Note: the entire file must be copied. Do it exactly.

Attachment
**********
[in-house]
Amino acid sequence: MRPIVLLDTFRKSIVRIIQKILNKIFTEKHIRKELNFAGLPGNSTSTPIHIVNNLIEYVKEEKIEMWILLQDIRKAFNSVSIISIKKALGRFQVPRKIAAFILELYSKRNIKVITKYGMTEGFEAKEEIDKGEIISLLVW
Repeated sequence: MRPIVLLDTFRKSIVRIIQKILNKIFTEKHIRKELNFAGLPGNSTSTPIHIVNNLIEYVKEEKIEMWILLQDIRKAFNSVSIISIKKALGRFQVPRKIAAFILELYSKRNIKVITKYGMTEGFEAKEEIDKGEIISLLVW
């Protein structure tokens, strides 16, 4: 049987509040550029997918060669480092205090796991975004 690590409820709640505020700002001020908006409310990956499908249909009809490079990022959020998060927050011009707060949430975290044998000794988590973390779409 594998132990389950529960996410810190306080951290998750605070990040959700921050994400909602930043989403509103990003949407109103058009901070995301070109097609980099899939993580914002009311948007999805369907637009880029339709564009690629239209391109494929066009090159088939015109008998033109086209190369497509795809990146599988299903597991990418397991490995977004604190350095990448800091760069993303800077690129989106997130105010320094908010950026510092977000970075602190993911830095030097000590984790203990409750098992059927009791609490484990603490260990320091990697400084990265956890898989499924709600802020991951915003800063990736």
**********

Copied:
[in-house]
Amino acid sequence: MRPIVLLDTFRKSIVRIIQKILNKIFTEKHIRKELNFAGLPGNSTSTPIHIVNNLIEYVKEEKIEMWILLQDIRKAFNSVSIISIKKALGRFQVPRKIAAFILELYSKRNIKVITKYGMTEGFEAKEEIDKGEIISLLVW
Repeated sequence: MRPIVLLDTFRKSIVRIIQKILNKIFTEKHIRKELNFAGLPGNSTSTPIHIVNNLIEYVKEEKIEMWILLQDIRKAFNSVSIISIKKALGRFQVPRKIAAFILELYSKRNIKVITKYGMTEGFEAKEEIDKGEIISLLVW
């Protein structure tokens, strides 16, 4: 049987509040550029997918060669480092205090796991975004 690590409820709640505020700002001020908006409310990956499908249909009809490079990022959020998060927050011009707060949430975290044998000794988590973390779409 594998132990389950529960996410810190306080951290998750605070990040959700921050994400909602930043989403509103990003949407109103058009901070995301070109097609980099899939993580914002009311948007999805369907637009880029339709564009690629239209391109494929066009090159088939015109008998033109086209190369497509795809990146599988299903597991990418397991490995977004604190350095990448800091760069993303800077690129989106997130105010320094908010950026510092977000970075602190993911830095030097000590984790203990409750098992059927009791609490484990603490260990320091990697400084990265956890898989499924709600802020991951915003800063990736």